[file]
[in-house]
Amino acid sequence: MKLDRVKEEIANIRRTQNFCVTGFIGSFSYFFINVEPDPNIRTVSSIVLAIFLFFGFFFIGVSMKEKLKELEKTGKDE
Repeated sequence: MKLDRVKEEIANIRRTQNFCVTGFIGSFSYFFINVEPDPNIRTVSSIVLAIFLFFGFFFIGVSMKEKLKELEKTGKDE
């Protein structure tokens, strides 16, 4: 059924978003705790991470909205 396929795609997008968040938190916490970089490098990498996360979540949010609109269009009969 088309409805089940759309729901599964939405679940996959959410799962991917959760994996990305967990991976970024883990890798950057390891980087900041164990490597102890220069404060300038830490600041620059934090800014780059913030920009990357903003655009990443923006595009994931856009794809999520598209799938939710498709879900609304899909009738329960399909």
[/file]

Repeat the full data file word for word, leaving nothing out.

[in-house]
Amino acid sequence: MKLDRVKEEIANIRRTQNFCVTGFIGSFSYFFINVEPDPNIRTVSSIVLAIFLFFGFFFIGVSMKEKLKELEKTGKDE
Repeated sequence: MKLDRVKEEIANIRRTQNFCVTGFIGSFSYFFINVEPDPNIRTVSSIVLAIFLFFGFFFIGVSMKEKLKELEKTGKDE
């Protein structure tokens, strides 16, 4: 059924978003705790991470909205 396929795609997008968040938190916490970089490098990498996360979540949010609109269009009969 088309409805089940759309729901599964939405679940996959959410799962991917959760994996990305967990991976970024883990890798950057390891980087900041164990490597102890220069404060300038830490600041620059934090800014780059913030920009990357903003655009990443923006595009994931856009794809999520598209799938939710498709879900609304899909009738329960399909």